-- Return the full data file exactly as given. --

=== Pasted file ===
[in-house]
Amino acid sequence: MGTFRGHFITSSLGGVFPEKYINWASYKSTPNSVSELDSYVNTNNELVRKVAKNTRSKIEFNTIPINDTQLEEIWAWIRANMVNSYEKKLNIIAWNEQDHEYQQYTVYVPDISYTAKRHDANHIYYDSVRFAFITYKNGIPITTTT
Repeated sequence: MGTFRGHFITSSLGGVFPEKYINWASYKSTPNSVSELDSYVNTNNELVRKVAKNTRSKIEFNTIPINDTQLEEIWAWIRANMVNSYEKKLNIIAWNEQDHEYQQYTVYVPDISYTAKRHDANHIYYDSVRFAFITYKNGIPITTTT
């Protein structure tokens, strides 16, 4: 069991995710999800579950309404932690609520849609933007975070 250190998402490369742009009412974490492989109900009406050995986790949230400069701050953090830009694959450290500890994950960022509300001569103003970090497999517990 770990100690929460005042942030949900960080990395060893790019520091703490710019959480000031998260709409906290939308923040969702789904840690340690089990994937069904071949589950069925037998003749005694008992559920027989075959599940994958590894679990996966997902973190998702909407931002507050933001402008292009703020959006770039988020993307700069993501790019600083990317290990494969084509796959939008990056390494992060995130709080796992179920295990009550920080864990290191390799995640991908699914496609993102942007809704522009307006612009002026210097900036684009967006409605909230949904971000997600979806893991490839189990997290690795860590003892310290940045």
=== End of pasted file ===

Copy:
[in-house]
Amino acid sequence: MGTFRGHFITSSLGGVFPEKYINWASYKSTPNSVSELDSYVNTNNELVRKVAKNTRSKIEFNTIPINDTQLEEIWAWIRANMVNSYEKKLNIIAWNEQDHEYQQYTVYVPDISYTAKRHDANHIYYDSVRFAFITYKNGIPITTTT
Repeated sequence: MGTFRGHFITSSLGGVFPEKYINWASYKSTPNSVSELDSYVNTNNELVRKVAKNTRSKIEFNTIPINDTQLEEIWAWIRANMVNSYEKKLNIIAWNEQDHEYQQYTVYVPDISYTAKRHDANHIYYDSVRFAFITYKNGIPITTTT
């Protein structure tokens, strides 16, 4: 069991995710999800579950309404932690609520849609933007975070 250190998402490369742009009412974490492989109900009406050995986790949230400069701050953090830009694959450290500890994950960022509300001569103003970090497999517990 770990100690929460005042942030949900960080990395060893790019520091703490710019959480000031998260709409906290939308923040969702789904840690340690089990994937069904071949589950069925037998003749005694008992559920027989075959599940994958590894679990996966997902973190998702909407931002507050933001402008292009703020959006770039988020993307700069993501790019600083990317290990494969084509796959939008990056390494992060995130709080796992179920295990009550920080864990290191390799995640991908699914496609993102942007809704522009307006612009002026210097900036684009967006409605909230949904971000997600979806893991490839189990997290690795860590003892310290940045």